Coronavirus: 'Local shortages' of intensive care drugs

By Dr Faye Kirkland and Noel Titheradge
BBC News

  • Published
Hospital bedImage source, Science Photo Library

Some key medicines used in intensive care are "in relatively short supply", the BBC has learned.

Supply of anaesthetic medicines in some areas is "a bit stretched", according to the Royal College of Anaesthetists.

One consultant has told the BBC that supplies are "running low" and alternatives are already being used in intensive care in the Midlands.

The government says it is "aware there is an increase in demand for a number of intensive care drugs".

On 2 April, four leading royal colleges and health organisations asked staff to "act immediately" and use alternatives to some "first line" medications in new guidance on changes to specific anaesthetic drugs facing "pandemic pressures".

Dr Ron Daniels, an intensive care consultant in the West Midlands, says his hospital is "running low" on propofol, a commonly used anaesthetic, and alfentanil, an opioid painkiller which is used in intensive care.

Image caption,
Dr Ron Daniels believes there has been too much focus on ventilators

"We are also in short supply of noradrenaline, used to treat life-threateningly low blood pressure, and are now using these drugs only on people who really need them and using older drugs on people who need less intensive support."

Dr Daniels says the quality of care for all intensive care patients, not just coronavirus sufferers, will "likely be lower" as a result as the crisis peaks, and believes there has been too much focus on ventilators.

"With the need of ventilation comes the need for medications to help circulation and blood pressure," he said.

"Without this medication, doctors have no choice but to try to find substitutes," said Dr Chaand Nagpaul, council chair of the British Medical Association.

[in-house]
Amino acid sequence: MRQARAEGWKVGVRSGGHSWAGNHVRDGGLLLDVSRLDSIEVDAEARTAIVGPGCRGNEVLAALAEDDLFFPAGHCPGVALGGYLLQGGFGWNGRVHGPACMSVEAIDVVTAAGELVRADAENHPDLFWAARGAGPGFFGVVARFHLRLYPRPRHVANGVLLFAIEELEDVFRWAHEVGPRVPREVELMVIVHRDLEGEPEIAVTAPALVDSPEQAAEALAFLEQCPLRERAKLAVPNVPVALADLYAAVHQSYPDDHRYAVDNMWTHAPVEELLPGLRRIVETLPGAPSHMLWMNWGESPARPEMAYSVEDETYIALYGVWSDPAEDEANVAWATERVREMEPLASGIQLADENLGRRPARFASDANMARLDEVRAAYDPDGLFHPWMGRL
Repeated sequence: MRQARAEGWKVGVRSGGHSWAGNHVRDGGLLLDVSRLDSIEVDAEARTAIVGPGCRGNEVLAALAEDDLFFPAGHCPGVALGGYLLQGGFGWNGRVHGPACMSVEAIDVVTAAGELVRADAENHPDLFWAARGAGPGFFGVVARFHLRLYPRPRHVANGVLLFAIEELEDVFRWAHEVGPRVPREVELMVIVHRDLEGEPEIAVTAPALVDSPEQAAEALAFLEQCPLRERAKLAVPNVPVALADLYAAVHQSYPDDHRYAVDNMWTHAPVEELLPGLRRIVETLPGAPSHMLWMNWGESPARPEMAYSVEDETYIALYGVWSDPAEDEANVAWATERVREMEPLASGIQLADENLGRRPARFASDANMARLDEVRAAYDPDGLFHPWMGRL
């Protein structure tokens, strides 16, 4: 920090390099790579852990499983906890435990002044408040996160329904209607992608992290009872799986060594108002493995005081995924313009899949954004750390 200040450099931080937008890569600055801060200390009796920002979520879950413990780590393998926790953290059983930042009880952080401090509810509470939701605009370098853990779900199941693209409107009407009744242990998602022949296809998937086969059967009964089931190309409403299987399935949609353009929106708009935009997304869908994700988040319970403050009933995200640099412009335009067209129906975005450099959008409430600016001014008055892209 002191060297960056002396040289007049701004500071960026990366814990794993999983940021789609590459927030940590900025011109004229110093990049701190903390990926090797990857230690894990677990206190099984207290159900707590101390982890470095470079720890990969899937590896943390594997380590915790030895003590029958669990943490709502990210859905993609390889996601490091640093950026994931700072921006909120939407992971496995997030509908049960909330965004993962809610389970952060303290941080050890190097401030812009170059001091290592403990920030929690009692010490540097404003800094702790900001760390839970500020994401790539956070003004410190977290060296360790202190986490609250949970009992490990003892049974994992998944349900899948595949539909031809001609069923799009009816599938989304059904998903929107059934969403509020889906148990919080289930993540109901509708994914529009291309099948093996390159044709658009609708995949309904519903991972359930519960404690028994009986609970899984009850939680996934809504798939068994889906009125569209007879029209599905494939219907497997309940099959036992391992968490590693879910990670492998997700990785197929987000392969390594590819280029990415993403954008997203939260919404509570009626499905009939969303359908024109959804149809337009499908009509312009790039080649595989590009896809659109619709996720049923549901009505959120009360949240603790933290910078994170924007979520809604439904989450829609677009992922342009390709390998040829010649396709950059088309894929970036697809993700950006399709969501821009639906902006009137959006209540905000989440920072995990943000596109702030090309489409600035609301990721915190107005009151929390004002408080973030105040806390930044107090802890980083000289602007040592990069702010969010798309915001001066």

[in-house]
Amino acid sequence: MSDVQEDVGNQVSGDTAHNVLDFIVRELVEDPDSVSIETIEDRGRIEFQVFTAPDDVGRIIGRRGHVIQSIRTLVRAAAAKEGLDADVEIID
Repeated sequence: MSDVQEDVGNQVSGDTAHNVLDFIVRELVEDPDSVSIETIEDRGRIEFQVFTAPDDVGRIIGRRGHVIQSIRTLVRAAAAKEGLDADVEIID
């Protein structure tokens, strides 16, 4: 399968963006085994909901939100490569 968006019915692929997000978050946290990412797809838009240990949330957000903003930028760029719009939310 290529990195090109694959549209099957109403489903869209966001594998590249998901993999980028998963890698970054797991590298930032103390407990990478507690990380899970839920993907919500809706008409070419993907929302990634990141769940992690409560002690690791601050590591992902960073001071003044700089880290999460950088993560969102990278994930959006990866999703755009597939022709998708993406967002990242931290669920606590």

"This may affect how long patients remain on ventilators, which are in short supply, as well as ultimately impacting their chances of recovery," he added. "This needs to be addressed as a matter of urgency."

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Dr Julia Patterson, founder of medical campaign group EveryDoctor, says she is aware of GPs and palliative care consultants who are also concerned about shortages of diamorphine, in addition to clinicians in ICUs.

She says one ICU consultant in London, who is worried about stocks of muscle relaxants and anaesthetic drugs, has told her that the NHS is working to increase stocks but the situation is "extremely concerning".

The BBC has also been told the chief pharmaceutical officer of NHS England, Keith Ridge, has privately expressed concerns about the availability of some drugs.

"We are seeing some drugs being in relatively short supply", said Prof Mike Grocott, vice-president of the Royal College of Anaesthetists.

He says in centres he has spoken to, "some of the drugs supply is getting a bit stretched, and therefore we may choose to use different types of drugs", but he reassured patients that they would be safe.

"Relative shortages of different drugs - using alternative drugs in their place - is a very normal part of clinical practice," he said.

"We have a variety of different options that we can choose from a menu, if you like, under different circumstances."

'Three years' worth of supplies'

The British Generic Manufacturers Association - which represents UK-based manufacturers and suppliers of generic medicines - says supplies are being moved to areas experiencing shortages.

Its director general, Warwick Smith, said it was seeing four or five times the amount of demand for medicines.

He said one manufacturer recently requested the equivalent of three years' worth of supplies to ramp up production.

In a statement, the Department of Health and Social Care said: "We are aware there is an increase in demand for a number of intensive care drugs and we are working with the pharmaceutical industry to make additional supplies available.

"We are working closely with industry, the NHS and the relevant national expert groups to ensure precautions are in place to reduce the likelihood of shortages."

Last week, Health Secretary Matt Hancock said he was "currently confident" about the supply of drugs.

NHS England has been approached for a response.